Jury finds Joe Bruno not guilty - NEWS10 ABC: Albany, New York News, Weather, Sports

Jury finds Joe Bruno not guilty

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Joe Bruno leaves court after not guilty verdict. (NEWS10 ABC) Joe Bruno leaves court after not guilty verdict. (NEWS10 ABC)
Bruno leaves court after verdict (NEWS10 ABC) Bruno leaves court after verdict (NEWS10 ABC)
ALBANY, N.Y. – A federal jury has found former state Senate leader Joe Bruno not guilty on both counts of honest services mail fraud.

A jury of nine women and three men found the now 85-year old not guilty after nearly nine years of allegations, a subsequent FBI investigation, a federal corruption trial, and now a retrial. The charges dated back to 2004, when prosecutors said Bruno accepted hundreds of thousands of dollars from local businessman Jared Abbruzzese in return for his official acts. They allegedly included state grant money, a spot on the NYRA board and a chance to privatize the NYRA franchise.

It was the second federal corruption trial for the senator. Back in 2009 he was found guilty of these same charges, but they were later tossed out. Bruno had served in the senate for 32 years and says he's looking forward to putting this whole ordeal behind him.

"I dedicated my life primarily to public service, my adult life, so I just want to say thank you, thank you, thank you," said Bruno. "I thank the good lord for answering our prayers and so many, others and others who've been there for me over these years, nine years. Ladies and gentlemen, nine years."

"They created a scenario that looked bad, but if you looked behind it and looked what actually happened and filled in the spaces and the blanks between those dates it became clear that nothing had occurred that was criminal,” said Bruno’s defense lawyer, E. Stewart Jones.

On Thursday, the prosecution and defense rested, but not before the prosecution called its evidence overwhelming and told the jury that a true and just verdict in Bruno's trial is guilty. The defense told the jury there are no facts or evidence to support the government’s case, saying “don’t let an innocent man go to jail.”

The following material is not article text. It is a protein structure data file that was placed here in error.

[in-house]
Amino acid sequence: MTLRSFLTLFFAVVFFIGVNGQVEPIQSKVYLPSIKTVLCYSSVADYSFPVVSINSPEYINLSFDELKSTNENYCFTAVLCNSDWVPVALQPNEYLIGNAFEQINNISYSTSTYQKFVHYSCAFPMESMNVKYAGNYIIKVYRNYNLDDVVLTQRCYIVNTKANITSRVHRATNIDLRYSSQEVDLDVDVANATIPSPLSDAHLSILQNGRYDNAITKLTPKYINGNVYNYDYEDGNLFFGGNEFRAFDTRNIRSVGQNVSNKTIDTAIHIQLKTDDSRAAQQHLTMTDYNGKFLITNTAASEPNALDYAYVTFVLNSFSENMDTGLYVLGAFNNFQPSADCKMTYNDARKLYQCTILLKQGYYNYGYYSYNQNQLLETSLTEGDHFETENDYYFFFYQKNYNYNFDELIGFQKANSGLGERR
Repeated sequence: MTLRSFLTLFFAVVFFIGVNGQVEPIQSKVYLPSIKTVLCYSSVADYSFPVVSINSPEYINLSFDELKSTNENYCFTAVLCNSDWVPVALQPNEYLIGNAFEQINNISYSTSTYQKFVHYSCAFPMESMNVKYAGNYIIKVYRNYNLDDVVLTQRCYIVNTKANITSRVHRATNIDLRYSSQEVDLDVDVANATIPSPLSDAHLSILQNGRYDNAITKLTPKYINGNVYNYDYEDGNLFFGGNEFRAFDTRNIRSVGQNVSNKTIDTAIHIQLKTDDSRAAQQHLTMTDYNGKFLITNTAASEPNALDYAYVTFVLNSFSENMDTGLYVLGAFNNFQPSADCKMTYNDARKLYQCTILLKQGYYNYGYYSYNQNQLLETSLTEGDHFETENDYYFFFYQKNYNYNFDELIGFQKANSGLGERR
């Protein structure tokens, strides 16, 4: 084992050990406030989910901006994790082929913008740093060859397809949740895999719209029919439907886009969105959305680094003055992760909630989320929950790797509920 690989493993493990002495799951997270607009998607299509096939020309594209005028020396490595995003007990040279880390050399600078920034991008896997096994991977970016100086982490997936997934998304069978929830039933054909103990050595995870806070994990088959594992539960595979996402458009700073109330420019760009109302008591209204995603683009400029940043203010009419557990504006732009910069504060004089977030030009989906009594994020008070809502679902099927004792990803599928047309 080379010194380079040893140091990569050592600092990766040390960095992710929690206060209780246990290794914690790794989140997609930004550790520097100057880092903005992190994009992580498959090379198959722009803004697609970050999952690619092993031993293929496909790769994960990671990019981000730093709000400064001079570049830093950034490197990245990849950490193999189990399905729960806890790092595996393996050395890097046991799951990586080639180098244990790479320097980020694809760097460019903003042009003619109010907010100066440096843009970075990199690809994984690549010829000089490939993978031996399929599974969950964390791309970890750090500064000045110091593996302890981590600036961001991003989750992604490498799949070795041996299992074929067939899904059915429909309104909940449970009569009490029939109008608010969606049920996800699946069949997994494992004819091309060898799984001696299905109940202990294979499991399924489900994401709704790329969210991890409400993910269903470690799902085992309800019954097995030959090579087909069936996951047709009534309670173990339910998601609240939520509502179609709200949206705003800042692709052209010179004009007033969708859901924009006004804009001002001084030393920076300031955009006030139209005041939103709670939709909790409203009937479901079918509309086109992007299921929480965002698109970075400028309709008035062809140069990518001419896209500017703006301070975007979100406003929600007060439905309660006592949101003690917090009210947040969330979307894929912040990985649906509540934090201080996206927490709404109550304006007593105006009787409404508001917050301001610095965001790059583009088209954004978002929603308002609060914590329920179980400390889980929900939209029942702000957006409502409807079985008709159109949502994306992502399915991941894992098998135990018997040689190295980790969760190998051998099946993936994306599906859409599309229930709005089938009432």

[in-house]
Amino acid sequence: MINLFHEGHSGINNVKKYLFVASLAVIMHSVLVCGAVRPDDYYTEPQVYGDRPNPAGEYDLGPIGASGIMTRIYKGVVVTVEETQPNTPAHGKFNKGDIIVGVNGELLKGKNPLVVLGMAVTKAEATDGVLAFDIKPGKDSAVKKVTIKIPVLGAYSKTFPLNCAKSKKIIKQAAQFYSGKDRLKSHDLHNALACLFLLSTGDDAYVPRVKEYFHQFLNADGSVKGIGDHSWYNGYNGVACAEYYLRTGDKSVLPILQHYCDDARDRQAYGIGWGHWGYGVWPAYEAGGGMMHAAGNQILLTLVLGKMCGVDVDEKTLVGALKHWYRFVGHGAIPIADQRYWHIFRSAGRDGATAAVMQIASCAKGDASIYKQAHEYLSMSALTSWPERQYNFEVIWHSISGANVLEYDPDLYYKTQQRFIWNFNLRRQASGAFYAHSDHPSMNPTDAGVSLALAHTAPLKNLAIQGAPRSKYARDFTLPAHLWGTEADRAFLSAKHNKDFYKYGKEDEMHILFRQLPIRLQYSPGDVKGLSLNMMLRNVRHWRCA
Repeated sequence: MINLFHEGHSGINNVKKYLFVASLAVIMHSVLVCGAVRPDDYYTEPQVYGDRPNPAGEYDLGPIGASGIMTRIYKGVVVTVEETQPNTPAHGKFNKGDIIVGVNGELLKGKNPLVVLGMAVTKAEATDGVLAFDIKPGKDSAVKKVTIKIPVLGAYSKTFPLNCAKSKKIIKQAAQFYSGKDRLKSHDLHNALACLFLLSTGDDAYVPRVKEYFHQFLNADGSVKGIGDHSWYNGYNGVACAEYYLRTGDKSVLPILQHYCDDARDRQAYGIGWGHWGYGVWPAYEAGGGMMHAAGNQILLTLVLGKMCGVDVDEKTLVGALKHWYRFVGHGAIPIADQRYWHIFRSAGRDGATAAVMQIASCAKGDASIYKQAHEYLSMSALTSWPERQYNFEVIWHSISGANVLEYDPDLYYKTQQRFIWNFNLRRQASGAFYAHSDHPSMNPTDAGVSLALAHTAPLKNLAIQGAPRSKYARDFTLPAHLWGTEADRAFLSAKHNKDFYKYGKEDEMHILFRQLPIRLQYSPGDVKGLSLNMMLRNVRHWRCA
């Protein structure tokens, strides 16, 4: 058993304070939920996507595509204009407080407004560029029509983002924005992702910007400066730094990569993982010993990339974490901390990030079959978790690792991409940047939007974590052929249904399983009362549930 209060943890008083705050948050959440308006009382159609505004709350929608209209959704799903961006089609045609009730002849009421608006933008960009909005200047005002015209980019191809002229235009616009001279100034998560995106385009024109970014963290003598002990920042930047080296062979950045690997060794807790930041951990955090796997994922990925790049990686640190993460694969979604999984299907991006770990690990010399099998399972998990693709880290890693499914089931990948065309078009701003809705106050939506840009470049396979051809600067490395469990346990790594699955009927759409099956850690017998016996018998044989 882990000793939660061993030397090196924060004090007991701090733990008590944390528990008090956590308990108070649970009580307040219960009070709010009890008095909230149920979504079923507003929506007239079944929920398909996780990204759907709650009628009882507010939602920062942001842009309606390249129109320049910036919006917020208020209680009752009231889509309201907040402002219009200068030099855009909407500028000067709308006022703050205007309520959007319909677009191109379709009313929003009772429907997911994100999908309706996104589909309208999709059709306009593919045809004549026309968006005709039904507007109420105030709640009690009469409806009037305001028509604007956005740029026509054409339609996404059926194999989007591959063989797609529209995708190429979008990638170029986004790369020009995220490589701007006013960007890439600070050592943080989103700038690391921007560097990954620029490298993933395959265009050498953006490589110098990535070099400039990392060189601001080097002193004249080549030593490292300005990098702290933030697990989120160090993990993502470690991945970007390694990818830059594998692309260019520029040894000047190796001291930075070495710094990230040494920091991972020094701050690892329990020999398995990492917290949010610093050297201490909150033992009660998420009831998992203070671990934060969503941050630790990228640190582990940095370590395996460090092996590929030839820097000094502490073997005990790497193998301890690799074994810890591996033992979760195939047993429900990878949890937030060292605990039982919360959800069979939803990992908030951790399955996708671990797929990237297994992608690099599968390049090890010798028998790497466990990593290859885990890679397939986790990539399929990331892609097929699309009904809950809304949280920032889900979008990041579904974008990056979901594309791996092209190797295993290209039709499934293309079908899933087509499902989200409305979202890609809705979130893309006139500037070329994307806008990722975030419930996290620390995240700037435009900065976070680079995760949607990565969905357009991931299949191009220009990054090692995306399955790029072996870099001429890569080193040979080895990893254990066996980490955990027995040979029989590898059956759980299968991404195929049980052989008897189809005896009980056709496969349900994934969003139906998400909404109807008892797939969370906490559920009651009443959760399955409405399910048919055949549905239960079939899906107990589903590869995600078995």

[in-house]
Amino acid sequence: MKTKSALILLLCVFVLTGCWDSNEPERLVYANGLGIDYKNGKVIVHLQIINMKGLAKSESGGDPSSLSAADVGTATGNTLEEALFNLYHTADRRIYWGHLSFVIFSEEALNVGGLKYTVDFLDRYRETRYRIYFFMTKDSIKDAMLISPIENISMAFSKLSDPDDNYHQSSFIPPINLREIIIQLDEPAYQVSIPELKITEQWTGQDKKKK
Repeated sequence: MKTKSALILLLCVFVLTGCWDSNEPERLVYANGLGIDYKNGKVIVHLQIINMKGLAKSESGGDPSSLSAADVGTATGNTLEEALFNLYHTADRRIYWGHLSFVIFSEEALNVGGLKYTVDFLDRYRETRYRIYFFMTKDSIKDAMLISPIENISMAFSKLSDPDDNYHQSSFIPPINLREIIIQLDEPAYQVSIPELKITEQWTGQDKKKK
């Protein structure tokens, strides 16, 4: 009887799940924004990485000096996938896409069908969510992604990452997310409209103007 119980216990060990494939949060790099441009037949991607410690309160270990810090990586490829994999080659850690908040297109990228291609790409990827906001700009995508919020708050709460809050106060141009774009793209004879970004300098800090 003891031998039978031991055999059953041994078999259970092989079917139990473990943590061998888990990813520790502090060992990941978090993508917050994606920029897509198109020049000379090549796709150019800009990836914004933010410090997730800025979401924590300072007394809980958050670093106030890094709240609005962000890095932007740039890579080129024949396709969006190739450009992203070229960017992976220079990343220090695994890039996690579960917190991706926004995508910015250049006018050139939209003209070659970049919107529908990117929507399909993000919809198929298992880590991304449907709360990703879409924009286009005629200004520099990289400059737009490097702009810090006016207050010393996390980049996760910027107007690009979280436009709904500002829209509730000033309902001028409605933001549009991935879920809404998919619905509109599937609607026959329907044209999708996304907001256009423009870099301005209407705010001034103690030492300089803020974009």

On Wednesday, witness Heather Mowat, an analyst with senate finance and handled gaming and racing issues, took the stand. She testified that NYRA was in dire financial straits and toward the end of every session would visit the Capitol, explaining that if they didn't get state money, they'd have to go into bankruptcy.

Mowat worked closely with Bruno when he was the senate majority leader.

Charles Hayward, who is the former president of NYRA, said on Tuesday that Bruno wanted both co-chairs of NYRA out of the job. Instead, the senator said he wanted a private entity, not NYRA, overseeing thoroughbred racing in New York.

The last witness took the stand for the defense on Wednesday afternoon. Jon McCloskey, who previously worked in the assembly and on a joint task force on racing, told the jury Bruno couldn't single handedly pass a bill or change a law.

Prosecutors say businessman Jared Abbruzzese had created that private entity. They are trying to show the jury that the senator accepted hundreds of thousands of dollars from Abbruzzese, not for consulting, but in exchange for his official acts.

Later, Jim Featherstonhaugh, a well-known lobbyist and longtime friend of Bruno, took the stand. He told the jury that consultants don’t necessarily turn in written reports, but he also admitted you wouldn’t want to hire a decision maker like a legislator at a consultant.

He said it “creates a conflict of interest.”


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